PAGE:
Six Tory myths about employment tribunal fees

Since yesterday morning, if your boss sexually harasses you, or sacks you for the colour of your skin, you will have fork out an eye-watering £1200 to have your case heard before an employment tribunal.

Ben Moxham is the senior equality Policy Officer in the TUC’s Equality and Employment Rights Department

Since yesterday morning, if your boss sexually harasses you, or sacks you for the colour of your skin, you will have fork out an eye-watering £1200 to have your case heard before an employment tribunal.

Supporters of the fees have been peddling a series of myths to justify this extreme form of credit card justice. Let’s take them one by one.

Myth 1: It’s not fair for the taxpayer to pay for employment tribunals

Justice minister Helen Grant said: “It is not fair on the taxpayer to foot the entire £74m bill for people to escalate workplace disputes to a tribunal.”

British governments have never charged tribunal fees – until this week – for a very good reason: it prices ordinary people out of justice. And these ordinary people are taxpayers too. Should they get a compensation payout, part of that may be taxed as well.

But it’s not thrift for taxpayers driving this policy. If it was, then we’d see these hefty fees introduced into all other parts of the justice system. We aren’t.

Instead this is principally another measure making it easier to sack people. These fees come on top of the government adding another year to the qualifying period for unfair dismissal last year. So the  nearly 3 million employees with less than two years of service could be sacked on a whim and can do nothing about it.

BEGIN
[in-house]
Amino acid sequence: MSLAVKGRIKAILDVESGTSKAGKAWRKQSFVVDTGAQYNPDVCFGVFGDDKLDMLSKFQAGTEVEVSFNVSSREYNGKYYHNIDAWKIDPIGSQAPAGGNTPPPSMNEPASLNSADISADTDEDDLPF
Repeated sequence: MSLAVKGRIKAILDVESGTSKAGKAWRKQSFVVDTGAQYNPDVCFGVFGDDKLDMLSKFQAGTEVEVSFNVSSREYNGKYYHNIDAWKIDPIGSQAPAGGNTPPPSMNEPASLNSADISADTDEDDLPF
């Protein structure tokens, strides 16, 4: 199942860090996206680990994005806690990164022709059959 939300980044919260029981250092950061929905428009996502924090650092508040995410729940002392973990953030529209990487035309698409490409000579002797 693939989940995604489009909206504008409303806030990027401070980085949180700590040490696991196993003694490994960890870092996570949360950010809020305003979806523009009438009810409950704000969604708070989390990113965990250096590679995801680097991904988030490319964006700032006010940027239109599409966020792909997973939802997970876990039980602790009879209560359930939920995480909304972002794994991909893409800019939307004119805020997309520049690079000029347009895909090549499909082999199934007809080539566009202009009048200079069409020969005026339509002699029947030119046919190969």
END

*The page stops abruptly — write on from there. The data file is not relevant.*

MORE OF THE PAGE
Myth 2: The number of Employment Tribunal claims have sky rocketed in recent years

The BBC stated that “The number of tribunal claims rose by 81 per cent between 2001 and 2011…”.

But less than half of the claims the Beeb is quoting are individual cases. This is because these figures are heavily distorted by thousands of claims bundled up into a series of specific cases on equal pay (mostly public sector) and working time claims in the airline industry.

Instead it’s far better to compare like with like. So back in 1998/99, there were 37,034 unfair dismissal claims. There were 43,956 in 2012/13. This is a surprisingly low number, given that UK economy has grown faster than that since 1998 and employers have been shedding staff at much higher levels since the GFC. But perhaps understandable given the new restrictions on unfair dismissal claims (see myth 1).

Myth 3: Fees will be waived for those who cannot afford them

The government’s fee remission scheme is mean-spirited and complicated, and will leave out too many ordinary people. For example, if you or your partner has savings of £3000 or more, then you still have to pay fees. That punishes hard saving, low paid people, particularly older workers.

Your eligibility for remission of fees is also based on your household income, not your personal income. By our analysis, a substantial number of people on the minimum wage will have to pay full fees because their partners earn even just a modest income.

Finally, the TUC strongly opposes the use of household income because we don’t think that a woman’s capacity to enforce her individual rights should depend on her partner’s income.

Myth 4: Fees will weed out weak claims

The CBI welcomes the fees, saying they are a good way of “weeding out weak claims”.

But employers can already apply to the tribunal to strike out vexatious claims. Instead – and to continue with their gardening metaphor – these fees are like using napalm to get rid of a few snails that should have already been removed by other means.

What these eye-watering fees will do is deter genuine victims. Let me illustrate: a landmark study of mothers returning to work after taking maternity leave showed that nearly half of them said that they had experienced discrimination at work. Yet less than 1 in 30 of them took their cases to an employment tribunal.

Why? They lacked the confidence, knowledge, or money to take a claim. Most of all, they were fearful. Fees will make these barriers to justice even higher.